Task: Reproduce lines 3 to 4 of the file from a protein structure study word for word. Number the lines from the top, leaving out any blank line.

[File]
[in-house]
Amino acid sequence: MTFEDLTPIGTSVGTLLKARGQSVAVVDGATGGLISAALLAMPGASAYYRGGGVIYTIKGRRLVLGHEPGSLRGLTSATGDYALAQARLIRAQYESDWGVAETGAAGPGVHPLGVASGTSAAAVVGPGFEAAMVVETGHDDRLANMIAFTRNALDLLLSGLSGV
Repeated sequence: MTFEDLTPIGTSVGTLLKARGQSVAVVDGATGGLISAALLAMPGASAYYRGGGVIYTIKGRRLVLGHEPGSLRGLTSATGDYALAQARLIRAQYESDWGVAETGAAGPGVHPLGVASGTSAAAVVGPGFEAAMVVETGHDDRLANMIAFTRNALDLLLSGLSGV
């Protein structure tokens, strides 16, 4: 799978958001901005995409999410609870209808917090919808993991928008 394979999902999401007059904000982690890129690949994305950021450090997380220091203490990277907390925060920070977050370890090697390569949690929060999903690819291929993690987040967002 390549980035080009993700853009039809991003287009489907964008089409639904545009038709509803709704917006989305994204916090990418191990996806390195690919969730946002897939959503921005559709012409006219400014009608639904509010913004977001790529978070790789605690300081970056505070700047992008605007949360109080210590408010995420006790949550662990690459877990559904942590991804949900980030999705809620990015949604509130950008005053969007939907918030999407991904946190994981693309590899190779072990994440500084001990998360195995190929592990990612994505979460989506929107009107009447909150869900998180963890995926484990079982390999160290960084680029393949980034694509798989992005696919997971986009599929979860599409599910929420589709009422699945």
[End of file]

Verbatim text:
Repeated sequence: MTFEDLTPIGTSVGTLLKARGQSVAVVDGATGGLISAALLAMPGASAYYRGGGVIYTIKGRRLVLGHEPGSLRGLTSATGDYALAQARLIRAQYESDWGVAETGAAGPGVHPLGVASGTSAAAVVGPGFEAAMVVETGHDDRLANMIAFTRNALDLLLSGLSGV
């Protein structure tokens, strides 16, 4: 799978958001901005995409999410609870209808917090919808993991928008 394979999902999401007059904000982690890129690949994305950021450090997380220091203490990277907390925060920070977050370890090697390569949690929060999903690819291929993690987040967002 390549980035080009993700853009039809991003287009489907964008089409639904545009038709509803709704917006989305994204916090990418191990996806390195690919969730946002897939959503921005559709012409006219400014009608639904509010913004977001790529978070790789605690300081970056505070700047992008605007949360109080210590408010995420006790949550662990690459877990559904942590991804949900980030999705809620990015949604509130950008005053969007939907918030999407991904946190994981693309590899190779072990994440500084001990998360195995190929592990990612994505979460989506929107009107009447909150869900998180963890995926484990079982390999160290960084680029393949980034694509798989992005696919997971986009599929979860599409599910929420589709009422699945």